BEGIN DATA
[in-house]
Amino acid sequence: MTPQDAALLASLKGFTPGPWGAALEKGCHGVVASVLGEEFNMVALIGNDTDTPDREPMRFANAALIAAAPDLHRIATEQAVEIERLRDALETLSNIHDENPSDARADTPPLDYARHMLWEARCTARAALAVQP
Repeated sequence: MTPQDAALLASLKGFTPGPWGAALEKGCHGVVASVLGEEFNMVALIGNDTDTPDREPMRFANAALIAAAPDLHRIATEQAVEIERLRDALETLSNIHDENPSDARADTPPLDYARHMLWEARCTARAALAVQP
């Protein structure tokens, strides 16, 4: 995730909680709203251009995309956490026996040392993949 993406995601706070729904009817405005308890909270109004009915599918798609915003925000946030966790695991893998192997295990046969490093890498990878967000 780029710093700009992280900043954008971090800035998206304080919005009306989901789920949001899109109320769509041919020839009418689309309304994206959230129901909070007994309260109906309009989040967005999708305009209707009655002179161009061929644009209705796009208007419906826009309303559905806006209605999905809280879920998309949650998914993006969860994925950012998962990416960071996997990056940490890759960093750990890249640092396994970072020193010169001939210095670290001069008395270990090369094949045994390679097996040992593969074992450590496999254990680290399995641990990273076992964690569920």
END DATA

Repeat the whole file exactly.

[in-house]
Amino acid sequence: MTPQDAALLASLKGFTPGPWGAALEKGCHGVVASVLGEEFNMVALIGNDTDTPDREPMRFANAALIAAAPDLHRIATEQAVEIERLRDALETLSNIHDENPSDARADTPPLDYARHMLWEARCTARAALAVQP
Repeated sequence: MTPQDAALLASLKGFTPGPWGAALEKGCHGVVASVLGEEFNMVALIGNDTDTPDREPMRFANAALIAAAPDLHRIATEQAVEIERLRDALETLSNIHDENPSDARADTPPLDYARHMLWEARCTARAALAVQP
């Protein structure tokens, strides 16, 4: 995730909680709203251009995309956490026996040392993949 993406995601706070729904009817405005308890909270109004009915599918798609915003925000946030966790695991893998192997295990046969490093890498990878967000 780029710093700009992280900043954008971090800035998206304080919005009306989901789920949001899109109320769509041919020839009418689309309304994206959230129901909070007994309260109906309009989040967005999708305009209707009655002179161009061929644009209705796009208007419906826009309303559905806006209605999905809280879920998309949650998914993006969860994925950012998962990416960071996997990056940490890759960093750990890249640092396994970072020193010169001939210095670290001069008395270990090369094949045994390679097996040992593969074992450590496999254990680290399995641990990273076992964690569920």